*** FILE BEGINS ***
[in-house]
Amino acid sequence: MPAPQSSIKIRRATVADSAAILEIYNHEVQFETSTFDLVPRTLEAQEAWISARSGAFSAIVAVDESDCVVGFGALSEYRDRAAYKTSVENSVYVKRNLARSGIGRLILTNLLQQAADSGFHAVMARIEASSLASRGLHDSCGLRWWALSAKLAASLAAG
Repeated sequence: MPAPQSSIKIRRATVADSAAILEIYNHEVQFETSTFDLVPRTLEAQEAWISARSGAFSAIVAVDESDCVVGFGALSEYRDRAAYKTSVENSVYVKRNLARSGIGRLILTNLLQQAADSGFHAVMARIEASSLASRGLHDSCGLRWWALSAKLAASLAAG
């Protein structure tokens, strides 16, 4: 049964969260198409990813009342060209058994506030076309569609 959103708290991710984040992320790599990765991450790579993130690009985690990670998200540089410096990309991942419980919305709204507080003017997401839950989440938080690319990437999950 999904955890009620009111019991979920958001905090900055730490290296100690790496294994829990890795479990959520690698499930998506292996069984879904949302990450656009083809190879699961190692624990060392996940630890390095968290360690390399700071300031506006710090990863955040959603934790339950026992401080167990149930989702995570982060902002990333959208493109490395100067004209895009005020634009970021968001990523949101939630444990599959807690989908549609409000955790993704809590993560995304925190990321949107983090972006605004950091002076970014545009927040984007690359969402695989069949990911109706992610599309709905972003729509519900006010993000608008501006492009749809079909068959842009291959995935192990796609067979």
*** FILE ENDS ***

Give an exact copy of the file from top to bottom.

[in-house]
Amino acid sequence: MPAPQSSIKIRRATVADSAAILEIYNHEVQFETSTFDLVPRTLEAQEAWISARSGAFSAIVAVDESDCVVGFGALSEYRDRAAYKTSVENSVYVKRNLARSGIGRLILTNLLQQAADSGFHAVMARIEASSLASRGLHDSCGLRWWALSAKLAASLAAG
Repeated sequence: MPAPQSSIKIRRATVADSAAILEIYNHEVQFETSTFDLVPRTLEAQEAWISARSGAFSAIVAVDESDCVVGFGALSEYRDRAAYKTSVENSVYVKRNLARSGIGRLILTNLLQQAADSGFHAVMARIEASSLASRGLHDSCGLRWWALSAKLAASLAAG
């Protein structure tokens, strides 16, 4: 049964969260198409990813009342060209058994506030076309569609 959103708290991710984040992320790599990765991450790579993130690009985690990670998200540089410096990309991942419980919305709204507080003017997401839950989440938080690319990437999950 999904955890009620009111019991979920958001905090900055730490290296100690790496294994829990890795479990959520690698499930998506292996069984879904949302990450656009083809190879699961190692624990060392996940630890390095968290360690390399700071300031506006710090990863955040959603934790339950026992401080167990149930989702995570982060902002990333959208493109490395100067004209895009005020634009970021968001990523949101939630444990599959807690989908549609409000955790993704809590993560995304925190990321949107983090972006605004950091002076970014545009927040984007690359969402695989069949990911109706992610599309709905972003729509519900006010993000608008501006492009749809079909068959842009291959995935192990796609067979």